Presentation on theme: "Daniel L. Schacter Harvard University Episodic Simulation of Future Events and the Medial Temporal Lobe Banbury Center, April 13, 2009."— Presentation transcript:
Daniel L. Schacter Harvard University Episodic Simulation of Future Events and the Medial Temporal Lobe Banbury Center, April 13, 2009
Amnesic Patient KC: No Past, No Future Tulving, Canadian Psychology (1985)
* Amnesic patients: Difficulties imagining personal futures/novel scenes (Tulving, 1985; Klein, Loftus, & Kihlstrom, 2002; Hassabis et al., 2007) * Depressed patients/older adlts: Reduction in episodic specificity of past events and future events significantly correlated (Williams et al., 1996; Addis, Wong, & Schacter, 2008) * Cognitive studies: Manipulations/individual differences similarly influence past and future events (DArgembeau & van der Linden, 2004; 2006; Spreng & Levine, 2006) Neuroimaging: Similar areas active when remembering past and imagining future (Addis, Wong, & Schacter, 2007; Hassabis et al., 2007; Okuda et al., 2003; Szpunar, Watson, & McDermott, 2007) Commonalities between Past and Future Events Reviewed by Schacter, Addis, & Buckner, Nature Reviews Neuroscience (2007); Year in Cognitive Neuroscience, Annals of the NY Academy of Sciences (2008)
Core Network of Regions Involved in Remembering the Past, Imagining the Future, & Related Forms of Mental Simulation Schacter, Addis, & Buckner, Nature Reviews Neuroscience (2007)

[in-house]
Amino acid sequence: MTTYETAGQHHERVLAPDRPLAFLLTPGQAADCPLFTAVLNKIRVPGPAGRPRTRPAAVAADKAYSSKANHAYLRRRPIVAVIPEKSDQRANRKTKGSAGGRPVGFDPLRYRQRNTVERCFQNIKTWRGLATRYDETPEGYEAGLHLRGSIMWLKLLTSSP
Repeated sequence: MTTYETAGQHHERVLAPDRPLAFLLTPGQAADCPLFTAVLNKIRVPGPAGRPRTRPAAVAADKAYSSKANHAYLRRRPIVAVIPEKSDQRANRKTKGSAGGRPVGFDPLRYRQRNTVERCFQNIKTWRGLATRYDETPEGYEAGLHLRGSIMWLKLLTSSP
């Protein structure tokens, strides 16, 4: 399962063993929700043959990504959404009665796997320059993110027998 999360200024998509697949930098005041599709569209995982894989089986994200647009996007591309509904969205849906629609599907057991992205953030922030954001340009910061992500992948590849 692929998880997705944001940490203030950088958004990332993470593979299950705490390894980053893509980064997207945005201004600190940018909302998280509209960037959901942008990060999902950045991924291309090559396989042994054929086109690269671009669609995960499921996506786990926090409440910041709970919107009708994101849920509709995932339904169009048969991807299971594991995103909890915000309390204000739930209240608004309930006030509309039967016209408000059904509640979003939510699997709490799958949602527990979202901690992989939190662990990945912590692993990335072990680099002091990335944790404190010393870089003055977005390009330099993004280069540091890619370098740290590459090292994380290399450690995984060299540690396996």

–Episodic memory involves constructive processes: *Details are stored as fragments in cortical regions; during retrieval they are reactivated by these cortices and reintegrated by hippocampus into a coherent event. –The constructive nature of episodic memory makes it well-suited to building simulations of possible future events: *Enables one to extract details from past events *Enables the flexible recombination of details from past events into coherent future scenarios – which likely relies heavily on relational processing capacities supported by the hippocampal region. –Though well-suited to simulating future events, constructive nature of episodic memory has a cost: *Miscombination of details can result in memory errors such as false recognition. Constructive Episodic Simulation Hypothesis (Schacter & Addis, 2007, Nature; Phil.Trans. Royal Society B)